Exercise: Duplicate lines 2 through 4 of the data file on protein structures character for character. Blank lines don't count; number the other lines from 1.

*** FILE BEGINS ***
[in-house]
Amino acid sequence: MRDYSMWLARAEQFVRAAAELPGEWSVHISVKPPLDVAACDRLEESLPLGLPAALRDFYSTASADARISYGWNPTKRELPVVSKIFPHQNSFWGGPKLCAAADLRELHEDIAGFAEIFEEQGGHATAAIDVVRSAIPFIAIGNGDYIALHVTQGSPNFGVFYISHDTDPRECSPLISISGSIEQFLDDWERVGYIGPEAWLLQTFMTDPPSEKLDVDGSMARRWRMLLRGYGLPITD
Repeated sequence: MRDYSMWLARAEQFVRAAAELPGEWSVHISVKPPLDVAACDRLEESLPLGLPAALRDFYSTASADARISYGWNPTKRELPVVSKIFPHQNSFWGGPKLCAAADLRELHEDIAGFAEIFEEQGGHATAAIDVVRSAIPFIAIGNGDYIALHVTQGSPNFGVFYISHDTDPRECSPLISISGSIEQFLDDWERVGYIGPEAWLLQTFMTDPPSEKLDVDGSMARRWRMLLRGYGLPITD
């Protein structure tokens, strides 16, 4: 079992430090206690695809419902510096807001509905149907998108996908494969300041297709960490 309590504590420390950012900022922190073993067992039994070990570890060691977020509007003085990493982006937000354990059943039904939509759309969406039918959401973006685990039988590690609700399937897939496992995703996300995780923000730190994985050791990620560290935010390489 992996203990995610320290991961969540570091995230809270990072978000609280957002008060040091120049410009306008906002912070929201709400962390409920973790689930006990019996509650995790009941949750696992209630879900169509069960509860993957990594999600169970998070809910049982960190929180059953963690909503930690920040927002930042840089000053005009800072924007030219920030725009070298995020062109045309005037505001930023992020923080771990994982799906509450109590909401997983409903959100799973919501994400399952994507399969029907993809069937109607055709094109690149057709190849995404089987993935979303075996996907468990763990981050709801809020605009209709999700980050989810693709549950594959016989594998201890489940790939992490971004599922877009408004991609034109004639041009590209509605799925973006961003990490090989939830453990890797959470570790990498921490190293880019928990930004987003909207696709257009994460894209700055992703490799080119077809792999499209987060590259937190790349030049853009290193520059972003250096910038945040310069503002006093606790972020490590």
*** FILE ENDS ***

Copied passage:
Amino acid sequence: MRDYSMWLARAEQFVRAAAELPGEWSVHISVKPPLDVAACDRLEESLPLGLPAALRDFYSTASADARISYGWNPTKRELPVVSKIFPHQNSFWGGPKLCAAADLRELHEDIAGFAEIFEEQGGHATAAIDVVRSAIPFIAIGNGDYIALHVTQGSPNFGVFYISHDTDPRECSPLISISGSIEQFLDDWERVGYIGPEAWLLQTFMTDPPSEKLDVDGSMARRWRMLLRGYGLPITD
Repeated sequence: MRDYSMWLARAEQFVRAAAELPGEWSVHISVKPPLDVAACDRLEESLPLGLPAALRDFYSTASADARISYGWNPTKRELPVVSKIFPHQNSFWGGPKLCAAADLRELHEDIAGFAEIFEEQGGHATAAIDVVRSAIPFIAIGNGDYIALHVTQGSPNFGVFYISHDTDPRECSPLISISGSIEQFLDDWERVGYIGPEAWLLQTFMTDPPSEKLDVDGSMARRWRMLLRGYGLPITD
């Protein structure tokens, strides 16, 4: 079992430090206690695809419902510096807001509905149907998108996908494969300041297709960490 309590504590420390950012900022922190073993067992039994070990570890060691977020509007003085990493982006937000354990059943039904939509759309969406039918959401973006685990039988590690609700399937897939496992995703996300995780923000730190994985050791990620560290935010390489 992996203990995610320290991961969540570091995230809270990072978000609280957002008060040091120049410009306008906002912070929201709400962390409920973790689930006990019996509650995790009941949750696992209630879900169509069960509860993957990594999600169970998070809910049982960190929180059953963690909503930690920040927002930042840089000053005009800072924007030219920030725009070298995020062109045309005037505001930023992020923080771990994982799906509450109590909401997983409903959100799973919501994400399952994507399969029907993809069937109607055709094109690149057709190849995404089987993935979303075996996907468990763990981050709801809020605009209709999700980050989810693709549950594959016989594998201890489940790939992490971004599922877009408004991609034109004639041009590209509605799925973006961003990490090989939830453990890797959470570790990498921490190293880019928990930004987003909207696709257009994460894209700055992703490799080119077809792999499209987060590259937190790349030049853009290193520059972003250096910038945040310069503002006093606790972020490590």